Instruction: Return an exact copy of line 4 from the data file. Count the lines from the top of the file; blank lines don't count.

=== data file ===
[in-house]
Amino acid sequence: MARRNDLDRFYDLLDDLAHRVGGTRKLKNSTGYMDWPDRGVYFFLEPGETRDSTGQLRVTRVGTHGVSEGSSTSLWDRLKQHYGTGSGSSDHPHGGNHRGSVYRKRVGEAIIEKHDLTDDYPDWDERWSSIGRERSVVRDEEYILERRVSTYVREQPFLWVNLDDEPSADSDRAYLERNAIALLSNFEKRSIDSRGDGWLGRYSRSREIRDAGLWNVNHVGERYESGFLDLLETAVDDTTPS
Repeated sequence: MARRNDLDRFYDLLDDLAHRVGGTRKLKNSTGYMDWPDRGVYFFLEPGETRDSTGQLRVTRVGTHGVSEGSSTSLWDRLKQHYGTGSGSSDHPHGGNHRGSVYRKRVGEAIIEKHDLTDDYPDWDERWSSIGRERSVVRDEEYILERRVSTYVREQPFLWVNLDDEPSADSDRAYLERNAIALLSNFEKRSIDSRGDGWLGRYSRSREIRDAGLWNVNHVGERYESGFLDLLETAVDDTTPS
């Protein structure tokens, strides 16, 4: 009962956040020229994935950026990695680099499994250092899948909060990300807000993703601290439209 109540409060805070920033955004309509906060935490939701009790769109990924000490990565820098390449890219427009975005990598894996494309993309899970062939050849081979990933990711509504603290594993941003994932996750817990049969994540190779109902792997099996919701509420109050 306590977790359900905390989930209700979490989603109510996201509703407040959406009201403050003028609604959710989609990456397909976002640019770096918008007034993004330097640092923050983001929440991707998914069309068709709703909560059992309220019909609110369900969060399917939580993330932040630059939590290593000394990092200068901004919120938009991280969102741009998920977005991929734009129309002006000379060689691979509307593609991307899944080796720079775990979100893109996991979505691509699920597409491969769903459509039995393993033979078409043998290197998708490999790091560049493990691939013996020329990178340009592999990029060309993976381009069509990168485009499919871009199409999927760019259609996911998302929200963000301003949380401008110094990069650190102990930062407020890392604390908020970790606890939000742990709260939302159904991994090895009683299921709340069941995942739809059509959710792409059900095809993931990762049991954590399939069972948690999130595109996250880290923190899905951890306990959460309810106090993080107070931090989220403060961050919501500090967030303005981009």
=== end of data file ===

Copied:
């Protein structure tokens, strides 16, 4: 009962956040020229994935950026990695680099499994250092899948909060990300807000993703601290439209 109540409060805070920033955004309509906060935490939701009790769109990924000490990565820098390449890219427009975005990598894996494309993309899970062939050849081979990933990711509504603290594993941003994932996750817990049969994540190779109902792997099996919701509420109050 306590977790359900905390989930209700979490989603109510996201509703407040959406009201403050003028609604959710989609990456397909976002640019770096918008007034993004330097640092923050983001929440991707998914069309068709709703909560059992309220019909609110369900969060399917939580993330932040630059939590290593000394990092200068901004919120938009991280969102741009998920977005991929734009129309002006000379060689691979509307593609991307899944080796720079775990979100893109996991979505691509699920597409491969769903459509039995393993033979078409043998290197998708490999790091560049493990691939013996020329990178340009592999990029060309993976381009069509990168485009499919871009199409999927760019259609996911998302929200963000301003949380401008110094990069650190102990930062407020890392604390908020970790606890939000742990709260939302159904991994090895009683299921709340069941995942739809059509959710792409059900095809993931990762049991954590399939069972948690999130595109996250880290923190899905951890306990959460309810106090993080107070931090989220403060961050919501500090967030303005981009």